Initially, it was amazing the simple act of purposefully allocating a time and place for things gave me more focus on the task at hand. I felt much less anxious because I wasn’t worried, I hadn’t spoken to the kids, or not seen my partner or the boys for a few days. I was truly present and truly focused.
This helped me enormously because it removed ‘Cognitive Dissonance’. Simply put this is where you know you should (or shouldn’t) be doing something but do (or don’t) do it anyway. What happens is our minds are wonderful at making excuses for us.
For example; I know I need to reply to Charlottes email, but I did say I’d catch up with the boys, Charlotte can wait, the boys haven’t seen me for ages. Or, I’ve got so much other stuff to do, that’s not as urgent as I’m making out.
Ok Greg, that’s great but HOW DOES THIS ACTUALLY HELP YOU? What I’m saying is – when I’ve got my head down in my MBA or business work the chances of that dissonance becoming a reality are reduced because I’ve given those ‘excuses’ their own time and place but right now is time for THIS piece of work I’ve allocated. The same goes for my sporting life, when I drive through the training ground gates, that’s the only thing on my mind because the rest has its own space away from where I’m focused on my performance.
Then something surprising happened, I got bored. And quickly. I found that I wasn’t connected with what I was trying to do. I was ‘going through the motions’ and didn’t know why I was doing the things in my diary.
Back to the Psych.
He asked me one question. What do you want to get out of life? I mean, how much time have you got?! I explained my targets for my professional rugby career were split. Into categories
Professional – games, awards, selection etc
Personal – connecting deeply with people, making friends for life and making contacts and networking for my life after sport.
Holistic – Enjoyment, it’s a bloody hard job – so I want to enjoy it and make some significant memories, both on the pitch and off it.
So, we started to discuss those as bigger picture goals and values. By which I could be more ruthless about the things I was putting in my diary. Of, course there’s crap all of us have to do but I was much more purposeful about what my week looked like, where I was spending my time and my energies were focused because I was doing it for something, it was aligning with my values.
What these do is anchor us, they give a purpose and a reason to give up our valuable time in our weeks for things.
Interestingly this is like a personal version of the work Charlotte and I do with our clients about assessing values and goals.
Space Creation Strategies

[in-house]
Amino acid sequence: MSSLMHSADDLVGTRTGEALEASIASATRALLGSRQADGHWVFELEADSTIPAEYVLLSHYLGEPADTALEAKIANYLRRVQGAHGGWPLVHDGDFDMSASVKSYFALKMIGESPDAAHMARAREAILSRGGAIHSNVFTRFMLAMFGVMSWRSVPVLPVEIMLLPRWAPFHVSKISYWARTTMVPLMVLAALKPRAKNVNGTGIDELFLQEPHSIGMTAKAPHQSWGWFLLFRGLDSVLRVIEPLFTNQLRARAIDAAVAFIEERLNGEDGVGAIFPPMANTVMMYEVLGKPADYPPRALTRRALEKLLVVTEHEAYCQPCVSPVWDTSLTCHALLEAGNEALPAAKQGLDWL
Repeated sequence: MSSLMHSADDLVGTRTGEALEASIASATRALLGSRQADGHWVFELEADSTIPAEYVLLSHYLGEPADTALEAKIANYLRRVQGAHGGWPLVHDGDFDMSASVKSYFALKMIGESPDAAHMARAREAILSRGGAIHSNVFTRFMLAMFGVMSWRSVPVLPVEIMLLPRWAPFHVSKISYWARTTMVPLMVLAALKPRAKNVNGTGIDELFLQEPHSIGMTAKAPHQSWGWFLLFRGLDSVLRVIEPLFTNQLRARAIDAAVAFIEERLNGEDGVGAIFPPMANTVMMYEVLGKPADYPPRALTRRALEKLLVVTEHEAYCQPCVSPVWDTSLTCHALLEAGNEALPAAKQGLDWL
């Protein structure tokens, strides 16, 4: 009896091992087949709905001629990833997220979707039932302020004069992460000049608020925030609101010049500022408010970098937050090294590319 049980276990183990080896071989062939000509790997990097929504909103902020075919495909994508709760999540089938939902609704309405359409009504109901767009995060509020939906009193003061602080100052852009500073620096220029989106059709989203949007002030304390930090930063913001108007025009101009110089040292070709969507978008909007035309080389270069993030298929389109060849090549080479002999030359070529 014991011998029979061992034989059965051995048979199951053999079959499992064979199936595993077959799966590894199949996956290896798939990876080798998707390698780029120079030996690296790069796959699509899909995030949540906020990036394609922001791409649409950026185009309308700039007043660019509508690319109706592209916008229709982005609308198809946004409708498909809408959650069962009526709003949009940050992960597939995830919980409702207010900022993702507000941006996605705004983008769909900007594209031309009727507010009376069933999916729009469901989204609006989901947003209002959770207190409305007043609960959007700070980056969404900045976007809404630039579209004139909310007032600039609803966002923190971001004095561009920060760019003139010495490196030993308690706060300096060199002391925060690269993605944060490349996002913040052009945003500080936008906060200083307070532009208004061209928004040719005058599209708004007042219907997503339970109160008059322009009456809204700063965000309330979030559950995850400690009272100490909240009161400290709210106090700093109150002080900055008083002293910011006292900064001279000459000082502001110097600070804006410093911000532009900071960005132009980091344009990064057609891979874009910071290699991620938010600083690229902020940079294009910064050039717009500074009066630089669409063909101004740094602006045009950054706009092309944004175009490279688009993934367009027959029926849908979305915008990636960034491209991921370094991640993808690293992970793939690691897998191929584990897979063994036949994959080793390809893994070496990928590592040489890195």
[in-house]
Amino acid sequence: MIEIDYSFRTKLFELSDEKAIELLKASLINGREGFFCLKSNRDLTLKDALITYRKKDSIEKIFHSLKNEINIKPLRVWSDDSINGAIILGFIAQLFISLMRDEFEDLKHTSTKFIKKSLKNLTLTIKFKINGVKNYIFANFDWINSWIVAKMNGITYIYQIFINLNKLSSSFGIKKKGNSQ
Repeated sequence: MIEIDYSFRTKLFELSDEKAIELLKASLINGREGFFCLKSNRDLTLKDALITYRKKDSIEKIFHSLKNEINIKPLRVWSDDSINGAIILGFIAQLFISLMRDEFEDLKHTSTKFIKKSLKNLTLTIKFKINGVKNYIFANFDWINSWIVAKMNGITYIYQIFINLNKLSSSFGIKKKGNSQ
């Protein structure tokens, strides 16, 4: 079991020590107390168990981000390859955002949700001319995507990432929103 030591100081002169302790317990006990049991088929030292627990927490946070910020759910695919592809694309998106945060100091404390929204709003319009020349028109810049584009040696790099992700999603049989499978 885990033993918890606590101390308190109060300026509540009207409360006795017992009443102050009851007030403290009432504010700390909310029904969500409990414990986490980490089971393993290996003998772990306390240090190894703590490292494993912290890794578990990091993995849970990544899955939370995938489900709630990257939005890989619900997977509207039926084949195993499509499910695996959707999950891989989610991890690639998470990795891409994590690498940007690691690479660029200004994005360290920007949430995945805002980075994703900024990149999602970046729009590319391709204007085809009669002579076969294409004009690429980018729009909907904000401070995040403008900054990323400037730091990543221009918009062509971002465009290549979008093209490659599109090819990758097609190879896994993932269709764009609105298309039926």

When planning your week, one of the first things you’ll notice is – there’s a hell of a lot of blank space. Even if you’re a busy bee. The things we think take up large chunk of our time, when written down actually occupy far less than we think. So, what do you do with this surplus of time? The temptation is to fill it, to feel busier, feel more productive BUT I would strongly recommend you use that time to create space (capacity). This can look like anything:
- Take the dog for a walk
- Sauna or gym session
- Watching trash TV.
What you do isn’t important, but how it makes you feel. It needs to create space from the ‘grind’ of your week. It needs to be distinctly just for you. My space creation strategies are:
- Gym or Sauna
- Golf – I’m far from good but I find the focus on the process means I leave everything else behind.
- Dog walks – being outside is such a healer for me, where possible I even leave my phone behind (unless I decide to listen to music and podcast or whatever)
What am I saying? I’m telling you to book in this time in your week to do these activities that are just for YOU. That way you’re less likely to resent the work you need to do, because you know you have your own space booked in. When you’re there you don’t have to feel guilty because you have put everything else where it needs to be.
To come full circle on the journey we’ve been on. This was about resilience, about dealing with the inevitable tough times ahead. What I’m proposing will not remove hardship, I can promise that. However, I can promise you’ll feel more connected, more purposeful with what you’re doing and more importantly WHY. I can also promise you’ll enjoy your down time more, because you’ll feel like you can relax into it fully without feeling guilty. I promise you’ll be challenged to think about what you want to achieve, and it might be hard to say goodbye to things that aren’t conducive to that goal.